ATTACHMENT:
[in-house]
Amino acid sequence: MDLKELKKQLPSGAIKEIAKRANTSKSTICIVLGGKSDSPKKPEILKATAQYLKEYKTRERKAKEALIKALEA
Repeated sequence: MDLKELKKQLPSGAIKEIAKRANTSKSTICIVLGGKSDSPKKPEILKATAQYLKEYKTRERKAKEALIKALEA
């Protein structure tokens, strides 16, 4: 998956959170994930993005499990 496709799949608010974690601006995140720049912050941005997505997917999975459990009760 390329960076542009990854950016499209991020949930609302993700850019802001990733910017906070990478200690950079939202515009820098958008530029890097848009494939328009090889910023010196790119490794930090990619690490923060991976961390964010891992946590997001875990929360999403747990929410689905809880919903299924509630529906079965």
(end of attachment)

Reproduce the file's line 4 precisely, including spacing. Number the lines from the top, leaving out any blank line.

């Protein structure tokens, strides 16, 4: 998956959170994930993005499990 496709799949608010974690601006995140720049912050941005997505997917999975459990009760 390329960076542009990854950016499209991020949930609302993700850019802001990733910017906070990478200690950079939202515009820098958008530029890097848009494939328009090889910023010196790119490794930090990619690490923060991976961390964010891992946590997001875990929360999403747990929410689905809880919903299924509630529906079965």